Challenge to zoos that clip birds’ wings
(A slightly edited version of this article is in the current edition of the Big Issue in the North magazine. Please buy the magazine if you see a seller.)
Pinioning amputates the final section of the wing from which the primary feathers grow. Skin and muscle are removed in a practice that usually takes place during the first few weeks of a bird’s life.
By preventing a bird from flying then less space is needed to keep a bird captive. It also means humans can get nearer to the birds.
The Wildfowl and Wetlands Trust’s (WWT) Martin Mere site at Burscough, Lancashire, is one of five reserves managed in England by the charity. Around 100 species of international water birds live in and around the mere, which gives the site its name. All captive wildfowl and flamingos on site are pinioned, forming one part of the 5,650 individual birds on the five reserves that are prevented from flying by the practice.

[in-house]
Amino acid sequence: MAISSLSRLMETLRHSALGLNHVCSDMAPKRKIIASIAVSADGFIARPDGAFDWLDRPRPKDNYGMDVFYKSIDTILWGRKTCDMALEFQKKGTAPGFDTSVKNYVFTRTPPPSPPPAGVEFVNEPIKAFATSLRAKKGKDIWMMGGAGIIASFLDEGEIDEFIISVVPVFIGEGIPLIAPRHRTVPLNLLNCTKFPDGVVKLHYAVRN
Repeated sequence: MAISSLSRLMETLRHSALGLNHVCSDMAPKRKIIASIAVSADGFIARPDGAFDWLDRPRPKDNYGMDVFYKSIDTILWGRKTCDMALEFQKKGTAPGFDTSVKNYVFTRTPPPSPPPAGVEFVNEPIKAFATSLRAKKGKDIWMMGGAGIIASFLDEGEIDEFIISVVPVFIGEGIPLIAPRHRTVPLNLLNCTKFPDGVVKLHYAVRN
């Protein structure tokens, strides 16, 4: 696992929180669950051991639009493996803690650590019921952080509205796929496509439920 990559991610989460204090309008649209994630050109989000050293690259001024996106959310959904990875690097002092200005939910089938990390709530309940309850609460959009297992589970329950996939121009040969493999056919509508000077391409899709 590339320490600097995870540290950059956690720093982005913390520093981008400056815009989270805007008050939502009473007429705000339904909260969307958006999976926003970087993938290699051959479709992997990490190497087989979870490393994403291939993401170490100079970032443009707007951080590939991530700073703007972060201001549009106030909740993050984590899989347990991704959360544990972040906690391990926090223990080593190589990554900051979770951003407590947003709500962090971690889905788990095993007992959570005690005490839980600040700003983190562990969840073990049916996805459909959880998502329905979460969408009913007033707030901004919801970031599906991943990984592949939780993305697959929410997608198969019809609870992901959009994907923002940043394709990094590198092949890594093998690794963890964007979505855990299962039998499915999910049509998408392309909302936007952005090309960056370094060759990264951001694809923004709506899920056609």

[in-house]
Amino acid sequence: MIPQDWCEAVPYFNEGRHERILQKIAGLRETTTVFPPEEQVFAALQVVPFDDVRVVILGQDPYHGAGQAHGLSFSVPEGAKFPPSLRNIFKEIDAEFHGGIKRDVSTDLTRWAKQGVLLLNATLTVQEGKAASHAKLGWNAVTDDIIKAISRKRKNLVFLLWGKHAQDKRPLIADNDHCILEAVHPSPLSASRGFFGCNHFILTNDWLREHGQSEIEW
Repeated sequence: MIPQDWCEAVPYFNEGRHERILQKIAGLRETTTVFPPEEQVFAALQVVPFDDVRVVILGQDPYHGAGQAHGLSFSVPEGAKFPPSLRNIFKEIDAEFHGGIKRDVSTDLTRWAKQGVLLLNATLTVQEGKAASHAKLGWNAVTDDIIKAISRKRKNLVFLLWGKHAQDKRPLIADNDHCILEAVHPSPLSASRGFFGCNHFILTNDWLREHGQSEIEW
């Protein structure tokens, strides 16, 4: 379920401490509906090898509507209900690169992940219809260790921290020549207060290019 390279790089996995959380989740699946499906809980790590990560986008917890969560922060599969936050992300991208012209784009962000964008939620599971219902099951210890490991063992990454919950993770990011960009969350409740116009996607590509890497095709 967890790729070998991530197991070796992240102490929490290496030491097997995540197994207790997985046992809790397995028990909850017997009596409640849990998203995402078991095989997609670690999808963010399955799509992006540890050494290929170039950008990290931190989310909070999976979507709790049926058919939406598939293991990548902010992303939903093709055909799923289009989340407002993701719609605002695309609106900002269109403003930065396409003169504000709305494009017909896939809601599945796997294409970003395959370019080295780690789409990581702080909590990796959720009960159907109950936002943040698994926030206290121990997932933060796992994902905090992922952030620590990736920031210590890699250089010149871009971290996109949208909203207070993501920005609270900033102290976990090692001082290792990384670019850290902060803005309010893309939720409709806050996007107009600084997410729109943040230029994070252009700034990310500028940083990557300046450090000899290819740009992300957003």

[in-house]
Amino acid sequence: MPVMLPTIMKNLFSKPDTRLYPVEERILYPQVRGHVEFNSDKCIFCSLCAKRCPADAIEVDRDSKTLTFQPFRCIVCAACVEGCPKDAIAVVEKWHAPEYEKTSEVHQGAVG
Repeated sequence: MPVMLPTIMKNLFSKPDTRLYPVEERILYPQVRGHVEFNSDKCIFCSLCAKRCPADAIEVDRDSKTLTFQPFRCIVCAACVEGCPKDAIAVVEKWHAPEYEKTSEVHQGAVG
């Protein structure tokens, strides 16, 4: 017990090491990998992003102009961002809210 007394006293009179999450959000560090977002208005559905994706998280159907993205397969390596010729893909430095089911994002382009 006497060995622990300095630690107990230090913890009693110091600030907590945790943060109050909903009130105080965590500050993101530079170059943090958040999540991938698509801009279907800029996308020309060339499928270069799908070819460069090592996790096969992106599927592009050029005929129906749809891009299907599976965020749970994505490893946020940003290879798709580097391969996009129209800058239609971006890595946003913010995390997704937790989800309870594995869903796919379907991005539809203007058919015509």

WWT has defended its practices saying in a statement: “ To help encourage our visitors feel passionate about saving the world’s wetlands and their wildlife we create opportunities for them to get close to the birds.”
One leading northern wildlife attraction, Knowsley Safari Park, does not practice pinioning on any of its birds.
Many people are not aware that birds like vultures are under threat and we aim to connect visitors with species that need human intervention to secure their future. We have purposely built aviaries to mimic the birds’ natural environment as closely as possible.”